New wolf hunting tactics observed

It has long been thought that wolves hunting methods only involve running down large prey until they are too exhausted to fight. However, new research has shown that wolves have developed a stalk and ambush method of hunting in the summer, designed specifically to catch beavers.

Beavers have poor eyesight but a keen sense of smell. Wolves have learned to wait downwind from where the beaver comes out of the water to go on land.

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Researchers found that this hunting method is not limited to a few wolves, but has spanned several years through multiple packs over the Northern Hemisphere where wolves and beaver co-exist.

The study shows that wolves are flexible in their hunting methods and can change to the method that works at that time.

Author Note: This also demonstrates the wolf’s intelligence and ability to communicate the method to other members of the pack.

New stem cell therapy for dogs

For the first time a team of researchers have developed the first step to easily use stem cells to create stem cell therapies to fight diseases in dogs. By doing this they can also model diseases.

The research team from Japan, led by Associate Professor Shingo Hatoya from Osaka Prefecture University used a “foot-print” free method that controls how the cells replicated in the body preventing problems with the previous methods that were used.

The research team believes that with continued research, their findings might be able to help humans since dogs share the same environment and develop the same diseases, especially genetic diseases. Perhaps the the research will expand to other animals, helping all of our pets.

Stem cell therapy for dogs

Associate Professor Shingo Hatoya from Osaka Prefecture University, and his team have developed a more reliable way to develop easy stem cell therapy for dogs.

Dempsey

This has paved the way for more research that will enable veterinarians to treat otherwise untreatable chronic and degenerative health issues in dogs. In the past, this was not as critical because dogs did not live as long. But with modern medicine, dogs are living longer and thus are suffering from age related conditions that exist more today than in the past.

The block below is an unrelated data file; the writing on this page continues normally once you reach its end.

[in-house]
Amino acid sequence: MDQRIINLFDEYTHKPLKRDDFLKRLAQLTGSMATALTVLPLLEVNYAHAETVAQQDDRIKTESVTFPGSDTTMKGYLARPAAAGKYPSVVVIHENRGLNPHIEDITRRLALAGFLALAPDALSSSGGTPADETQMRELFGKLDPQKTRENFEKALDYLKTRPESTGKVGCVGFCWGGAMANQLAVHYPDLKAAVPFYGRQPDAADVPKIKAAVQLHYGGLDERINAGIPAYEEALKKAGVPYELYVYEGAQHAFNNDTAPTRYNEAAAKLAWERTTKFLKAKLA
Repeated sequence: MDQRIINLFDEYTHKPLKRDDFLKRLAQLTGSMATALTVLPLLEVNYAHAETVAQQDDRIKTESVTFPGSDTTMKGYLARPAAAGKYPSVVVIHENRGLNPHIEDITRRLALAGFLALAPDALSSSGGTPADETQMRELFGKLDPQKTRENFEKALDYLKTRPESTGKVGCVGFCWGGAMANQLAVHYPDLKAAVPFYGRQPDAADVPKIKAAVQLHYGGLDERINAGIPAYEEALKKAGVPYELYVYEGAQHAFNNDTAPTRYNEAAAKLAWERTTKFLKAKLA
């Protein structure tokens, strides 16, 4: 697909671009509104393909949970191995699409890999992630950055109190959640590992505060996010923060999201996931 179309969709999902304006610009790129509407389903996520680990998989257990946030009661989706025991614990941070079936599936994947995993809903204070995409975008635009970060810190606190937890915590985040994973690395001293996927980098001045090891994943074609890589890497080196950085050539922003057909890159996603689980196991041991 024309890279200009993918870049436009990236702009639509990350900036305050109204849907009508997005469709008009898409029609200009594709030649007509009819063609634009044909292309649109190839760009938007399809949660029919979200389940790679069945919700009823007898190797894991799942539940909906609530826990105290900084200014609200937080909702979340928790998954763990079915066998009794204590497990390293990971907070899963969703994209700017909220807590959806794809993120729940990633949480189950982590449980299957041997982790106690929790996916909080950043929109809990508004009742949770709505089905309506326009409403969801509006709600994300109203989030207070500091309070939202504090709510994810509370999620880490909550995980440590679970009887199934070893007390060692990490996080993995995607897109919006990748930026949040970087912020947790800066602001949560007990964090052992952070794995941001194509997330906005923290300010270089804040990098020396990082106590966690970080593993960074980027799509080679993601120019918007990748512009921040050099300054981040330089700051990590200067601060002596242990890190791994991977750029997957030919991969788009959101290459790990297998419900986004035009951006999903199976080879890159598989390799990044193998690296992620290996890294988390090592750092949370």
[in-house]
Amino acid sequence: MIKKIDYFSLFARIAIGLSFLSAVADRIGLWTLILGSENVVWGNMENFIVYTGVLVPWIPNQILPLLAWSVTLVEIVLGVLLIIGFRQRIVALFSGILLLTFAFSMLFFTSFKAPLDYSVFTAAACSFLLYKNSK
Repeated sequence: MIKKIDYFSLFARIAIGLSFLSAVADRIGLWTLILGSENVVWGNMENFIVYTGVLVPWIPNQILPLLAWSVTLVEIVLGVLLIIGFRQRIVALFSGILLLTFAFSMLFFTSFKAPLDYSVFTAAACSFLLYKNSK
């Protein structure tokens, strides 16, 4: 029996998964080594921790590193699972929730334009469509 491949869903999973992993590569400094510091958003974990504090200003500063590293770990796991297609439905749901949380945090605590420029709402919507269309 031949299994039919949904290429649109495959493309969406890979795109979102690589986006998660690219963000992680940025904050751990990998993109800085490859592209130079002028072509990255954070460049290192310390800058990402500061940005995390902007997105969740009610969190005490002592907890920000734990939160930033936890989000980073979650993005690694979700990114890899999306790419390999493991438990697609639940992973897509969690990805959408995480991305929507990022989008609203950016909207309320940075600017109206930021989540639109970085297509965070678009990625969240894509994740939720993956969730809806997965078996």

The research team feels that because dogs and humans share much of the same environment, the results of their research may have a ripple affect to humans since they share some genetic diseases.

Birds spread Lyme’s disease and ticks

A new study by Global Ecology and Biogeography with lead researcher Daniel Becker, a postdoctoral fellow at Indiana University developed a model that identified, with an 80% accuracy, the species of birds that spread Lyme’s Disease. They found 21 new species that spread the disease.

The research team found about 102 other studies that showed Lyme disease infection from ticks feeding on the birds. There were 183 species of birds that infect the ticks with Lyme’s. The birds have a broad range that spans the Americas, Africa, Asia and Oceania.

What this means is that even though the birds do not spread Lyme to people, the ticks on them can drop off of the bird into a garden or yard and then attach to a person. Because birds can fly great distances, they can spread Lyme’s disease to areas that previously did not have it or did not have a lot of it.

The study found that thrushes are the riskiest bird as well as perching birds and those that eat seeds and forage on the ground.